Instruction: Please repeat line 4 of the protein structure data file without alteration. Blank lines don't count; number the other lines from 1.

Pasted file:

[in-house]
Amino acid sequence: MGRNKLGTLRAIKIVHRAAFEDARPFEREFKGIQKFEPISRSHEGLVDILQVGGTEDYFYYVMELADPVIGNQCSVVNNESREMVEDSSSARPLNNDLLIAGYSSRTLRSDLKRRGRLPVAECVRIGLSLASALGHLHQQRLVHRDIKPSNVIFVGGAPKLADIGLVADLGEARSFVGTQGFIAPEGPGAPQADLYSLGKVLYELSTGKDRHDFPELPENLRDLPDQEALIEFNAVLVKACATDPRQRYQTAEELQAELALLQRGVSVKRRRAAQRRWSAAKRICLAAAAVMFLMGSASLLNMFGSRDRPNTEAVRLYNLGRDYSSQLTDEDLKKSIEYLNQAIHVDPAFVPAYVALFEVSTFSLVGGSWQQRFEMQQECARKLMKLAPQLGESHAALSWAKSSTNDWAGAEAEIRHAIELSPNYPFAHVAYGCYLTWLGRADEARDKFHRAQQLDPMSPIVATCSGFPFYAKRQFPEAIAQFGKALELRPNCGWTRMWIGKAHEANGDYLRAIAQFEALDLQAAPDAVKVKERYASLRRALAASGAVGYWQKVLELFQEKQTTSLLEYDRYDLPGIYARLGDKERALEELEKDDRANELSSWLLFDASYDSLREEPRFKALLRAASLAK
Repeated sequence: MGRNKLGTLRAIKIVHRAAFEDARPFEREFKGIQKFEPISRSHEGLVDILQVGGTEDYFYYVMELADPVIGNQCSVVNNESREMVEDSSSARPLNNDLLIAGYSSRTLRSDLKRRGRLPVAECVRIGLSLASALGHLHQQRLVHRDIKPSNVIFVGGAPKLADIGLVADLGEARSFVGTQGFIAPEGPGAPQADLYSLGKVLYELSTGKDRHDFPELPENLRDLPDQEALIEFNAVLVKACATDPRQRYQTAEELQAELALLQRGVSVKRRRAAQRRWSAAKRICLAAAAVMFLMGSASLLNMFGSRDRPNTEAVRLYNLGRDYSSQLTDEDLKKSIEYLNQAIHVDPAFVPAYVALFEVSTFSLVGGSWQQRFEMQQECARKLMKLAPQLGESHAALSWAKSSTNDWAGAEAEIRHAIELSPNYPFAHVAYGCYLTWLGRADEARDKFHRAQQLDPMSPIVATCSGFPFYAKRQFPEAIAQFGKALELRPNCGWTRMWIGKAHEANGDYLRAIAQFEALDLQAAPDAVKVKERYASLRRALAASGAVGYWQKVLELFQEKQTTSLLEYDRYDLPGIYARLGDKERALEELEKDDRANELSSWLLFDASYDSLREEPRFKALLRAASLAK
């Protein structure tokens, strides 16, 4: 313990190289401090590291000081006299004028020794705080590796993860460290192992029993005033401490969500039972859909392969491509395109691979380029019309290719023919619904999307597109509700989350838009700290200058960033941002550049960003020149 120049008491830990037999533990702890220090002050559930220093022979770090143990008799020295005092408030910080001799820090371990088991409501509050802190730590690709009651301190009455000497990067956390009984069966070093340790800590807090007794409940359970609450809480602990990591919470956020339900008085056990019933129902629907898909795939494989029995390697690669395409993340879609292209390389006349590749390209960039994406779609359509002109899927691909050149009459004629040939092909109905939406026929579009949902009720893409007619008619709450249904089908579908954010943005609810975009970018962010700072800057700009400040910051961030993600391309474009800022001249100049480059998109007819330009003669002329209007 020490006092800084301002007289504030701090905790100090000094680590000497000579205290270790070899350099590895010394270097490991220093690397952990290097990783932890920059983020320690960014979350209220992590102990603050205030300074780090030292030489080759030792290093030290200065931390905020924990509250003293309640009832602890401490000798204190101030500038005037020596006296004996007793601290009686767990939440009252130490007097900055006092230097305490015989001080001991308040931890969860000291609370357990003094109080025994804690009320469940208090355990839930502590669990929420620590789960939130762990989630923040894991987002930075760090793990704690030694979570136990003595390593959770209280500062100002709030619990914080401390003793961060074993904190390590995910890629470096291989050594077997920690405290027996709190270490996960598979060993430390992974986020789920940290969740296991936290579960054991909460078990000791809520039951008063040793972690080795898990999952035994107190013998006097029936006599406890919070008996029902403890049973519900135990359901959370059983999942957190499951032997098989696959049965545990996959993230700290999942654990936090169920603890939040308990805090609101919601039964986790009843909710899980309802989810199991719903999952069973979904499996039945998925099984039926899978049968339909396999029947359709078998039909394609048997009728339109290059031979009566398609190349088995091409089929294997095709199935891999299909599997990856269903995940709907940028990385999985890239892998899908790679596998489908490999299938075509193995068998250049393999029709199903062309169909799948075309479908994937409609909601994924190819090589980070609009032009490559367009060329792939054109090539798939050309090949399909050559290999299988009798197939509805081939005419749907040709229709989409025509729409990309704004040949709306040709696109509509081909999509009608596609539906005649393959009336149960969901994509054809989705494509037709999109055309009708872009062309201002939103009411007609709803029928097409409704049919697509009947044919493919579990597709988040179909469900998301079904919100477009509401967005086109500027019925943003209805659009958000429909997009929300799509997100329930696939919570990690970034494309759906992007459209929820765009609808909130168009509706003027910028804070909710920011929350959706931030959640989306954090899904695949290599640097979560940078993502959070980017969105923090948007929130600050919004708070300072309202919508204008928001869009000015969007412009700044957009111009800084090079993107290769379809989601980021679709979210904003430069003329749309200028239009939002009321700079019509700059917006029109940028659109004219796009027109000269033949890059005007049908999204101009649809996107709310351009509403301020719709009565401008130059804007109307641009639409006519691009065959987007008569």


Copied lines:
């Protein structure tokens, strides 16, 4: 313990190289401090590291000081006299004028020794705080590796993860460290192992029993005033401490969500039972859909392969491509395109691979380029019309290719023919619904999307597109509700989350838009700290200058960033941002550049960003020149 120049008491830990037999533990702890220090002050559930220093022979770090143990008799020295005092408030910080001799820090371990088991409501509050802190730590690709009651301190009455000497990067956390009984069966070093340790800590807090007794409940359970609450809480602990990591919470956020339900008085056990019933129902629907898909795939494989029995390697690669395409993340879609292209390389006349590749390209960039994406779609359509002109899927691909050149009459004629040939092909109905939406026929579009949902009720893409007619008619709450249904089908579908954010943005609810975009970018962010700072800057700009400040910051961030993600391309474009800022001249100049480059998109007819330009003669002329209007 020490006092800084301002007289504030701090905790100090000094680590000497000579205290270790070899350099590895010394270097490991220093690397952990290097990783932890920059983020320690960014979350209220992590102990603050205030300074780090030292030489080759030792290093030290200065931390905020924990509250003293309640009832602890401490000798204190101030500038005037020596006296004996007793601290009686767990939440009252130490007097900055006092230097305490015989001080001991308040931890969860000291609370357990003094109080025994804690009320469940208090355990839930502590669990929420620590789960939130762990989630923040894991987002930075760090793990704690030694979570136990003595390593959770209280500062100002709030619990914080401390003793961060074993904190390590995910890629470096291989050594077997920690405290027996709190270490996960598979060993430390992974986020789920940290969740296991936290579960054991909460078990000791809520039951008063040793972690080795898990999952035994107190013998006097029936006599406890919070008996029902403890049973519900135990359901959370059983999942957190499951032997098989696959049965545990996959993230700290999942654990936090169920603890939040308990805090609101919601039964986790009843909710899980309802989810199991719903999952069973979904499996039945998925099984039926899978049968339909396999029947359709078998039909394609048997009728339109290059031979009566398609190349088995091409089929294997095709199935891999299909599997990856269903995940709907940028990385999985890239892998899908790679596998489908490999299938075509193995068998250049393999029709199903062309169909799948075309479908994937409609909601994924190819090589980070609009032009490559367009060329792939054109090539798939050309090949399909050559290999299988009798197939509805081939005419749907040709229709989409025509729409990309704004040949709306040709696109509509081909999509009608596609539906005649393959009336149960969901994509054809989705494509037709999109055309009708872009062309201002939103009411007609709803029928097409409704049919697509009947044919493919579990597709988040179909469900998301079904919100477009509401967005086109500027019925943003209805659009958000429909997009929300799509997100329930696939919570990690970034494309759906992007459209929820765009609808909130168009509706003027910028804070909710920011929350959706931030959640989306954090899904695949290599640097979560940078993502959070980017969105923090948007929130600050919004708070300072309202919508204008928001869009000015969007412009700044957009111009800084090079993107290769379809989601980021679709979210904003430069003329749309200028239009939002009321700079019509700059917006029109940028659109004219796009027109000269033949890059005007049908999204101009649809996107709310351009509403301020719709009565401008130059804007109307641009639409006519691009065959987007008569």